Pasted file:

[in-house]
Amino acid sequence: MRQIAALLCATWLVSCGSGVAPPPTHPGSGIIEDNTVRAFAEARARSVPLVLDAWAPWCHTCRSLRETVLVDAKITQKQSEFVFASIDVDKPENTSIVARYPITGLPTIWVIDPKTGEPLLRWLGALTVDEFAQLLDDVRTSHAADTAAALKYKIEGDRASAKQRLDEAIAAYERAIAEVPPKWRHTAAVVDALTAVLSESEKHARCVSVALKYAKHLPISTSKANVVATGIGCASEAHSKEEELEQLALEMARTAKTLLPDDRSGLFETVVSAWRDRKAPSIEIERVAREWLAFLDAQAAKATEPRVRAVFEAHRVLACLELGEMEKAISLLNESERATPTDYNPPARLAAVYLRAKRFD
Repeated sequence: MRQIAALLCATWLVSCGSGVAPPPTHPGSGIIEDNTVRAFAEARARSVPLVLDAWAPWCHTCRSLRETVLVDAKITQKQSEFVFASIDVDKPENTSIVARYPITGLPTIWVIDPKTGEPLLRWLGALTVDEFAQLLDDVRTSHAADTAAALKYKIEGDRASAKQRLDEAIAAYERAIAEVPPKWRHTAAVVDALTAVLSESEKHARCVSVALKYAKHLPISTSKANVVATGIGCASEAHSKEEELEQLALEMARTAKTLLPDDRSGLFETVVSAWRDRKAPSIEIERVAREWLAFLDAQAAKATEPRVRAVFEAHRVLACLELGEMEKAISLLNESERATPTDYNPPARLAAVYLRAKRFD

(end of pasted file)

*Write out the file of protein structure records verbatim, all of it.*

[in-house]
Amino acid sequence: MRQIAALLCATWLVSCGSGVAPPPTHPGSGIIEDNTVRAFAEARARSVPLVLDAWAPWCHTCRSLRETVLVDAKITQKQSEFVFASIDVDKPENTSIVARYPITGLPTIWVIDPKTGEPLLRWLGALTVDEFAQLLDDVRTSHAADTAAALKYKIEGDRASAKQRLDEAIAAYERAIAEVPPKWRHTAAVVDALTAVLSESEKHARCVSVALKYAKHLPISTSKANVVATGIGCASEAHSKEEELEQLALEMARTAKTLLPDDRSGLFETVVSAWRDRKAPSIEIERVAREWLAFLDAQAAKATEPRVRAVFEAHRVLACLELGEMEKAISLLNESERATPTDYNPPARLAAVYLRAKRFD
Repeated sequence: MRQIAALLCATWLVSCGSGVAPPPTHPGSGIIEDNTVRAFAEARARSVPLVLDAWAPWCHTCRSLRETVLVDAKITQKQSEFVFASIDVDKPENTSIVARYPITGLPTIWVIDPKTGEPLLRWLGALTVDEFAQLLDDVRTSHAADTAAALKYKIEGDRASAKQRLDEAIAAYERAIAEVPPKWRHTAAVVDALTAVLSESEKHARCVSVALKYAKHLPISTSKANVVATGIGCASEAHSKEEELEQLALEMARTAKTLLPDDRSGLFETVVSAWRDRKAPSIEIERVAREWLAFLDAQAAKATEPRVRAVFEAHRVLACLELGEMEKAISLLNESERATPTDYNPPARLAAVYLRAKRFD